Gaveston rues his fate and Warwick returns to claim him. Gaveston asks if he is not to see the king, and Warwick grimly laughs that he might see “the king of heaven perhaps, no other king” (III.1.16).
Edward tells Spencer Junior and Baldock how he longs to hear of Gaveston. He knows there is no hope for him, as the barons’ pride subsumes them.
Spencer speaks plainly, telling the king he must not let himself be treated this way. He should strike off their heads and force the nobles to be obedient. Edward agrees that he has been too mild.
Spencer’s father and soldiers enter. Spencer Senior informs Edward he has four hundred men for him. Edward is pleased and makes Spencer Earl of Wiltshire.
Queen Isabella enters with their son, Prince Edward, and the Frenchman Levune. She tells Edward that her brother, Lord Valois, has seized Normandy. Edward is confident he will be friends again with his brother-in-law soon, and dispatches the Queen and Prince Edward to him to parley.
Prince Edward suggests this is too far beyond one of his young age, and his forthrightness unnerves his mother. The two must go, though, and depart.
Lord Arundel arrives and confirms what Edward expects—Gaveston is dead. Arundel explains how he did ask if he could take Gaveston back for one last visit and was rebuffed. He recounts how Pembroke volunteered to bring him back for a visit and the others grudgingly agreed, but Warwick surprised them and bore Gaveston to his death by striking off his head. Spencer comments bitterly that this is “against law of arms” (III.2.121). He urges Edward to be revenged.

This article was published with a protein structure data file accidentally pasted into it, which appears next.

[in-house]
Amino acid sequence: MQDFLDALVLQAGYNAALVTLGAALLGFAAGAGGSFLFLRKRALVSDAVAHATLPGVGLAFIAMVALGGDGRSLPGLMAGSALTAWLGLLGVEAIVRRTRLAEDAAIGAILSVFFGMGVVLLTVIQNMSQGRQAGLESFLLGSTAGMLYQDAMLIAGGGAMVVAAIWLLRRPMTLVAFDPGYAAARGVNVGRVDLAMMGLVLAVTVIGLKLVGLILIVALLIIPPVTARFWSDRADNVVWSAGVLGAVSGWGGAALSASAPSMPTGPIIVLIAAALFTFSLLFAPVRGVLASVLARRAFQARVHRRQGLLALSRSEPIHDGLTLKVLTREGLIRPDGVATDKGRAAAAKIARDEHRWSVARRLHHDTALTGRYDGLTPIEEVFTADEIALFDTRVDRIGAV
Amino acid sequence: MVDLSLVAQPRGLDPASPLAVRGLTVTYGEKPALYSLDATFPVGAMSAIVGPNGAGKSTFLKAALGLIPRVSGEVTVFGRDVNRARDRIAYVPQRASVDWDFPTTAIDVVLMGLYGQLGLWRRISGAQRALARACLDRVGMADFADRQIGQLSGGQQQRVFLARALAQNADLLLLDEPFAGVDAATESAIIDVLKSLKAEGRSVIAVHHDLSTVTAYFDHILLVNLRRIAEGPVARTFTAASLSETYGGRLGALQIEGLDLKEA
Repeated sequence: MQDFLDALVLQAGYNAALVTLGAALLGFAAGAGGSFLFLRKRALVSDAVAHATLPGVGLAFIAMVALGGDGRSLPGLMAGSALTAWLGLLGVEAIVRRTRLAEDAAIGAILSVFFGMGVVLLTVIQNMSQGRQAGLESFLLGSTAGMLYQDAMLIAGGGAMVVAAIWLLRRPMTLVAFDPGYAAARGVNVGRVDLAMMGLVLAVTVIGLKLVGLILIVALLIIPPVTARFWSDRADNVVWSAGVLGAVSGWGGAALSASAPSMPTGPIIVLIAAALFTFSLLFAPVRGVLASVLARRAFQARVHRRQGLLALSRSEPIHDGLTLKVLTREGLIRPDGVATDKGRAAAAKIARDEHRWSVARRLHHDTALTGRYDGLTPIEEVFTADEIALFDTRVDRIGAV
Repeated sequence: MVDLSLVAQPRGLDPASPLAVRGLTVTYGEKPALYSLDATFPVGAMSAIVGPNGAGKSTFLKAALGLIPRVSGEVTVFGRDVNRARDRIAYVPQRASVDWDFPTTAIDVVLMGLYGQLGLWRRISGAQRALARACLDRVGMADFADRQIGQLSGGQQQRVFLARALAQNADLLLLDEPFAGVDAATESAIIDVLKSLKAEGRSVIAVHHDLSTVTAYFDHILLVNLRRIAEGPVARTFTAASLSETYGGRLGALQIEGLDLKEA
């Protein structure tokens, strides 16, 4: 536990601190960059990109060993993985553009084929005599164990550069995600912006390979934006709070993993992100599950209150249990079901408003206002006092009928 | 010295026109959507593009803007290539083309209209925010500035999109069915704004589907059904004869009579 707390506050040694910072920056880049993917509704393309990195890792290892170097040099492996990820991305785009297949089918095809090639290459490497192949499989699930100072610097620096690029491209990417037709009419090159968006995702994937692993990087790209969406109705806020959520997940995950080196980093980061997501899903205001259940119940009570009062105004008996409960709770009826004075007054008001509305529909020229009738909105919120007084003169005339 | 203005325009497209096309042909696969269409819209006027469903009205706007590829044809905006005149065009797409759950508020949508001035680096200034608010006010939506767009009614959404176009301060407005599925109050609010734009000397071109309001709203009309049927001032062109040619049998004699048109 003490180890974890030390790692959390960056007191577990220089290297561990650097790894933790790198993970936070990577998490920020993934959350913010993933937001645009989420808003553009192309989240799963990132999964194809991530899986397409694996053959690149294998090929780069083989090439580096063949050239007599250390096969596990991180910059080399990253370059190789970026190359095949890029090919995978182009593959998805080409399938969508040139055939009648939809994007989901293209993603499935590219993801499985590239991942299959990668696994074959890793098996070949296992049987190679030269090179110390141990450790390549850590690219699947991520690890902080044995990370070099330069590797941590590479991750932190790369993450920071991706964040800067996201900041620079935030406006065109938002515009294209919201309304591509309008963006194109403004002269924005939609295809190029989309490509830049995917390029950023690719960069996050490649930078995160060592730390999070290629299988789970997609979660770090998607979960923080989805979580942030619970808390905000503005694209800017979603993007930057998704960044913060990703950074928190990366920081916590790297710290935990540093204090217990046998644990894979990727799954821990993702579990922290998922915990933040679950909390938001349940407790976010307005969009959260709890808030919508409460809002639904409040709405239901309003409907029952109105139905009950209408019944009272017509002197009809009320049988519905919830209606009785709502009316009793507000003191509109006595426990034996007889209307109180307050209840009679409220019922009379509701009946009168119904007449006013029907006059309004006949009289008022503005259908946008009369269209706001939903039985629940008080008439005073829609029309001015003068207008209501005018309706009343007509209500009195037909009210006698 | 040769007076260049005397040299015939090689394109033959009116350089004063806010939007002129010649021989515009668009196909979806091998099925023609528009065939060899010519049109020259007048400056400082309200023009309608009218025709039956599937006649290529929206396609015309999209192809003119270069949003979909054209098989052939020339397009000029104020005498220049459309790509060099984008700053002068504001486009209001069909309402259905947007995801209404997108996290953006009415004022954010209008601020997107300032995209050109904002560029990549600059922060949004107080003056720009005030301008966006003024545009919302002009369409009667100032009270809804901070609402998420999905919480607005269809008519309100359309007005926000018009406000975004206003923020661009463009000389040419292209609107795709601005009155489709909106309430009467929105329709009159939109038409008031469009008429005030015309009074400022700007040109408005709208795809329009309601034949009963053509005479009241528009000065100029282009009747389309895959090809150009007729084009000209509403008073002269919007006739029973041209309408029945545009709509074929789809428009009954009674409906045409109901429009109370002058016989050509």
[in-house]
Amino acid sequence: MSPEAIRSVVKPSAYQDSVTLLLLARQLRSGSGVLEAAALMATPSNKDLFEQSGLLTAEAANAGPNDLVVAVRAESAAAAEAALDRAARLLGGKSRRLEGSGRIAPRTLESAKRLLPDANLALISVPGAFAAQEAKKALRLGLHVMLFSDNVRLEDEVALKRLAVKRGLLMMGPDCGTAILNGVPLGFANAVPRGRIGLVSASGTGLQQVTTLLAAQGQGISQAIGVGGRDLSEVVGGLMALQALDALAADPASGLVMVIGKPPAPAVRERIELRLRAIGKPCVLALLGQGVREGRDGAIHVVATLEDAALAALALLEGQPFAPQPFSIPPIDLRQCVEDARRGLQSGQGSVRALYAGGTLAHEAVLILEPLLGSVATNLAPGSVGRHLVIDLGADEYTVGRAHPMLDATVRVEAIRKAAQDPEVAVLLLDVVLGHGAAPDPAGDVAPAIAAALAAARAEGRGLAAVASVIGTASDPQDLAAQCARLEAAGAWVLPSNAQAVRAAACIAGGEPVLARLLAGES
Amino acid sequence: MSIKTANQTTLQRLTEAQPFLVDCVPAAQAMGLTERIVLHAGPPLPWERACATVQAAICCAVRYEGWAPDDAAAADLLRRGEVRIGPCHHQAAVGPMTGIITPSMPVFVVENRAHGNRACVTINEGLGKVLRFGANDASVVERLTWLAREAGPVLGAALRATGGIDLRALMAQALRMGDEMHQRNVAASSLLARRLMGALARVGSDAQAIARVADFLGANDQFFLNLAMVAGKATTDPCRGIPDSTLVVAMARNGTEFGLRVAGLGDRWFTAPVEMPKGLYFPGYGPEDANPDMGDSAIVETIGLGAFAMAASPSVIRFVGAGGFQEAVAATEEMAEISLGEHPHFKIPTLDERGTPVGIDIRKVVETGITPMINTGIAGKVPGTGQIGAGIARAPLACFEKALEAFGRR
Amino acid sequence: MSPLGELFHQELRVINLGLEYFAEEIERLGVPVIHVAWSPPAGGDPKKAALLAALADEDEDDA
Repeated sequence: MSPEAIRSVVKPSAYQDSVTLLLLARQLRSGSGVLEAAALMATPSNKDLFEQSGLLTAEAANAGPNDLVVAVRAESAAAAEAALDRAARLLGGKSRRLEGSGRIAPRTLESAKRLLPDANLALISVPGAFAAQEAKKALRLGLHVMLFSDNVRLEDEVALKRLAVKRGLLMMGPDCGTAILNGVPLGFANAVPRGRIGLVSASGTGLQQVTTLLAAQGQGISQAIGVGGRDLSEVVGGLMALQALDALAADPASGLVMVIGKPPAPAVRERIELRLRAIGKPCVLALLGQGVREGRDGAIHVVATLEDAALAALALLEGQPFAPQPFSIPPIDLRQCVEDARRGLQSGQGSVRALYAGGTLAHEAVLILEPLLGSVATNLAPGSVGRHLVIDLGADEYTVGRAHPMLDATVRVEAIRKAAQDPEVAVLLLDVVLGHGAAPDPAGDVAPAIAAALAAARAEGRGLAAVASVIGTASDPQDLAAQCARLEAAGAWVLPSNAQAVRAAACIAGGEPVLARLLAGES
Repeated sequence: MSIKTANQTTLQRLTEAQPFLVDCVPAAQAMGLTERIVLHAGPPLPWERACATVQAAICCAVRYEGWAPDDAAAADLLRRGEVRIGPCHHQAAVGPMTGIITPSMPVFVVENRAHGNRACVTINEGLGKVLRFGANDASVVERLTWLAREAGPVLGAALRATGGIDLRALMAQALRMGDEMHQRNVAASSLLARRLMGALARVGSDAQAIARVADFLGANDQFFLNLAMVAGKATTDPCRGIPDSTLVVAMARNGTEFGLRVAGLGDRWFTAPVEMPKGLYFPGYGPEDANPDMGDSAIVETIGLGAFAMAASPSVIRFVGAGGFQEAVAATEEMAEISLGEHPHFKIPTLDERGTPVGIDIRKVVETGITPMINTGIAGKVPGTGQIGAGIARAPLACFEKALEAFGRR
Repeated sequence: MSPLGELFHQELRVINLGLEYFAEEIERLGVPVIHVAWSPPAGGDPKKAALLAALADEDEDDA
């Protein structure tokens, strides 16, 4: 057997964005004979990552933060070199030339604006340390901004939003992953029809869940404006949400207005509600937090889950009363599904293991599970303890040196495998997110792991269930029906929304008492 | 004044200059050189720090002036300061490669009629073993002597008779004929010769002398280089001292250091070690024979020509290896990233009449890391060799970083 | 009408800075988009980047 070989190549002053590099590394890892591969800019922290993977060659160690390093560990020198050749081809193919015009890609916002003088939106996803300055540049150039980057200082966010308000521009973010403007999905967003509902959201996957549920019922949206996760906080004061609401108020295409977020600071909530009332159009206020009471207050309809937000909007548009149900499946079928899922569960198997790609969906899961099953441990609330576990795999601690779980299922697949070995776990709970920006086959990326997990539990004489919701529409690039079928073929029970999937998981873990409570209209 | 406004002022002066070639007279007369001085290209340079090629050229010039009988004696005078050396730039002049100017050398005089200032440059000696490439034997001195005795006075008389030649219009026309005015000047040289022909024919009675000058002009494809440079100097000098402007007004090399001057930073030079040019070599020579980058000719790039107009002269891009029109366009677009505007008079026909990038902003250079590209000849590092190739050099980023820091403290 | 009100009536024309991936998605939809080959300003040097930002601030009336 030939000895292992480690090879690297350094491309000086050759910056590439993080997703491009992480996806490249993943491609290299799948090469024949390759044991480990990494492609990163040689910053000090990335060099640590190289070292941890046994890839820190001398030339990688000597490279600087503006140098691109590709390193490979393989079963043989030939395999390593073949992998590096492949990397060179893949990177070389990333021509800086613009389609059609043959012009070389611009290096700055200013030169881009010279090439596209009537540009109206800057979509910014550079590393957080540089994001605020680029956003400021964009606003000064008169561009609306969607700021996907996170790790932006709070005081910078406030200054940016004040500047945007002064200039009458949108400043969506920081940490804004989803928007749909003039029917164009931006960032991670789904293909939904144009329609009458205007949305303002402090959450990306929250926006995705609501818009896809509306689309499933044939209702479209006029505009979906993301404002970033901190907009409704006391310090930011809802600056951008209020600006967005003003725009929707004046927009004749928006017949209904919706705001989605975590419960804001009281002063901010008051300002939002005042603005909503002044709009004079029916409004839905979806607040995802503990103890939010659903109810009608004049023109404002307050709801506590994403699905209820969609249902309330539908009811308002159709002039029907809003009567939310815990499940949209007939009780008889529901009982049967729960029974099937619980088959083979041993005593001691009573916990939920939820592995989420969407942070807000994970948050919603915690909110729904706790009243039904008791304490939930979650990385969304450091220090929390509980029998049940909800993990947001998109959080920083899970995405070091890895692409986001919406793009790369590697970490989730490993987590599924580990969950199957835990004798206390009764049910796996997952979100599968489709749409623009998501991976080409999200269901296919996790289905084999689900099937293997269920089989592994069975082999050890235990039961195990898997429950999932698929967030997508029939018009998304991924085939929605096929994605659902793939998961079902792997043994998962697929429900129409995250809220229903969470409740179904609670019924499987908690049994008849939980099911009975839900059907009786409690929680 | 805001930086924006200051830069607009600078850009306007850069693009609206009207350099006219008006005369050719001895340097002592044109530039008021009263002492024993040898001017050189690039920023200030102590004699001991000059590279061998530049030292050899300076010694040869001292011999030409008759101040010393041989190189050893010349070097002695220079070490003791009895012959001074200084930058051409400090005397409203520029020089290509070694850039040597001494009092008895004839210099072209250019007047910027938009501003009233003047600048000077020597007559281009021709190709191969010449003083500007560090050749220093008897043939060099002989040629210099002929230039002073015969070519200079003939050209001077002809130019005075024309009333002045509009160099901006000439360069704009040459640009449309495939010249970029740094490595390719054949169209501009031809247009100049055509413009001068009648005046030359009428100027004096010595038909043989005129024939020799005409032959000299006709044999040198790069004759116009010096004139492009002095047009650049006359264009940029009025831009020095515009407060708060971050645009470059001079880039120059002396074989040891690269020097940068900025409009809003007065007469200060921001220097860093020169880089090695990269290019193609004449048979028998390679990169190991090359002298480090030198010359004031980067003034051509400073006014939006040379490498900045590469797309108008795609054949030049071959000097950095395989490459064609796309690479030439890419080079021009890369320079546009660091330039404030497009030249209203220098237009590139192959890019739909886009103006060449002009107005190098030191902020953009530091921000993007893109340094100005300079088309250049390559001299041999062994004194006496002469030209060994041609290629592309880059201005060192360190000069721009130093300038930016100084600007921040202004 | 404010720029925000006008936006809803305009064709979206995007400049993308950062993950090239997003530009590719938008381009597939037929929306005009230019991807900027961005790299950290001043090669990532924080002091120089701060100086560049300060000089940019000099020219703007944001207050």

Edward kneels and swears that he will have “heads and lives for him” (III.2.132), and will fill his kingdom with blood and gore for the traitors to quaff. He rises and says he will appoint Spencer Earl of Gloucester and Lord Chamberlain.
A herald arrives from the barons and, with the king’s permission, delivers his message. He says the barons salute him and wish him to refrain from bloodshed and grief. If he removes Spencer from his false position and esteems his former councilors and shakes off the “dissembling flatterers” (III.2.169), all will return to normal and they will honor him and consecrate to him their lives and service.
Spencer scoffs and Edward orders the herald away in anger, telling him to relay to the barons that he is coming for them after what they did to Gaveston.
A great fight ensues. Spencer, Spencer Senior, Edward, and his noblemen gather in exhaustion. The barons enter and confront them. Spencer calls Lancaster a traitor and Pembroke replies that he is an upstart. Mortimer asks if Edward really will keep fighting rather than banish Spencer, and Edward replies that they are all traitors.
Alarums sound and both sides cry out to Saint George and England.
Edward and his followers enter triumphantly, bringing the barons as captives. Edward declares it is time to be avenged on them for the murder of Gaveston. Kent speaks up, but Edward orders him away. Edward turns back to the men and says Warwick’s head will overlook the rest for giving Gaveston the death stroke. Warwick sneers that he scorns such threats. Lancaster adds that it is better to die than live under an infamous king. Edward orders the two away, and calls for their heads.
Edward then says Mortimer is to be sent to the Tower and the others will be executed swiftly. Mortimer tries to retain hope as he is dragged away by guards.
Edward gloats that today he is crowned anew, and leaves with everyone but Spencer Junior, Levune, and Baldock. Spencer tells Levune to take the treasure of the realm and dole it out to the lords of France so the Queen will have no allies to turn to. Levune agrees that this will make the Queen’s “plaints in vain” (III.4.58) and “France shall be obdurate with her tears” (III.4.59).